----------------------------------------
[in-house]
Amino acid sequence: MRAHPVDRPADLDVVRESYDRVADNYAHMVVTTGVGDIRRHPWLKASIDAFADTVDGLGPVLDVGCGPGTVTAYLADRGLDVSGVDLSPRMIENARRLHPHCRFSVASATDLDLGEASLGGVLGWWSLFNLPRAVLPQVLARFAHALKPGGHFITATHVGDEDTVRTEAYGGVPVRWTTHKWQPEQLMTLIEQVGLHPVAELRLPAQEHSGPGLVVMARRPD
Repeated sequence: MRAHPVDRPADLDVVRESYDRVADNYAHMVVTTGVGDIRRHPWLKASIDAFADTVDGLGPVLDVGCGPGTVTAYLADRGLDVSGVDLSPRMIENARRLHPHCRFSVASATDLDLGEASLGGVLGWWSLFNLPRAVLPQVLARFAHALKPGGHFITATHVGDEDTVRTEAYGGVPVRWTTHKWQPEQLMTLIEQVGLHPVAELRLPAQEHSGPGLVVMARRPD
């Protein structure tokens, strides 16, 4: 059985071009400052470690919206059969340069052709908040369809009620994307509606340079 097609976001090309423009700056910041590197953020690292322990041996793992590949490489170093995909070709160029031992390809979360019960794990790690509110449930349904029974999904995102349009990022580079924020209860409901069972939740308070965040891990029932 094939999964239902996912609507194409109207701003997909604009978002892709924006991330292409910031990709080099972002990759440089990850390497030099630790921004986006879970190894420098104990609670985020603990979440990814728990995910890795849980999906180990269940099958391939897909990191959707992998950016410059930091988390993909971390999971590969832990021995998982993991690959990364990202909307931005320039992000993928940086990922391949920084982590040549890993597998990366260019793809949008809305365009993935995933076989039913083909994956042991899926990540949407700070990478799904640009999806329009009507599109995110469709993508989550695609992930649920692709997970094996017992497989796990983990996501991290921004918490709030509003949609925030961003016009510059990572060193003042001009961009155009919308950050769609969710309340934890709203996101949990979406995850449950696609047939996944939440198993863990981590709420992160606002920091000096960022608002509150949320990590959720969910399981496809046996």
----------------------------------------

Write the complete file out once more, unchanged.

[in-house]
Amino acid sequence: MRAHPVDRPADLDVVRESYDRVADNYAHMVVTTGVGDIRRHPWLKASIDAFADTVDGLGPVLDVGCGPGTVTAYLADRGLDVSGVDLSPRMIENARRLHPHCRFSVASATDLDLGEASLGGVLGWWSLFNLPRAVLPQVLARFAHALKPGGHFITATHVGDEDTVRTEAYGGVPVRWTTHKWQPEQLMTLIEQVGLHPVAELRLPAQEHSGPGLVVMARRPD
Repeated sequence: MRAHPVDRPADLDVVRESYDRVADNYAHMVVTTGVGDIRRHPWLKASIDAFADTVDGLGPVLDVGCGPGTVTAYLADRGLDVSGVDLSPRMIENARRLHPHCRFSVASATDLDLGEASLGGVLGWWSLFNLPRAVLPQVLARFAHALKPGGHFITATHVGDEDTVRTEAYGGVPVRWTTHKWQPEQLMTLIEQVGLHPVAELRLPAQEHSGPGLVVMARRPD
């Protein structure tokens, strides 16, 4: 059985071009400052470690919206059969340069052709908040369809009620994307509606340079 097609976001090309423009700056910041590197953020690292322990041996793992590949490489170093995909070709160029031992390809979360019960794990790690509110449930349904029974999904995102349009990022580079924020209860409901069972939740308070965040891990029932 094939999964239902996912609507194409109207701003997909604009978002892709924006991330292409910031990709080099972002990759440089990850390497030099630790921004986006879970190894420098104990609670985020603990979440990814728990995910890795849980999906180990269940099958391939897909990191959707992998950016410059930091988390993909971390999971590969832990021995998982993991690959990364990202909307931005320039992000993928940086990922391949920084982590040549890993597998990366260019793809949008809305365009993935995933076989039913083909994956042991899926990540949407700070990478799904640009999806329009009507599109995110469709993508989550695609992930649920692709997970094996017992497989796990983990996501991290921004918490709030509003949609925030961003016009510059990572060193003042001009961009155009919308950050769609969710309340934890709203996101949990979406995850449950696609047939996944939440198993863990981590709420992160606002920091000096960022608002509150949320990590959720969910399981496809046996």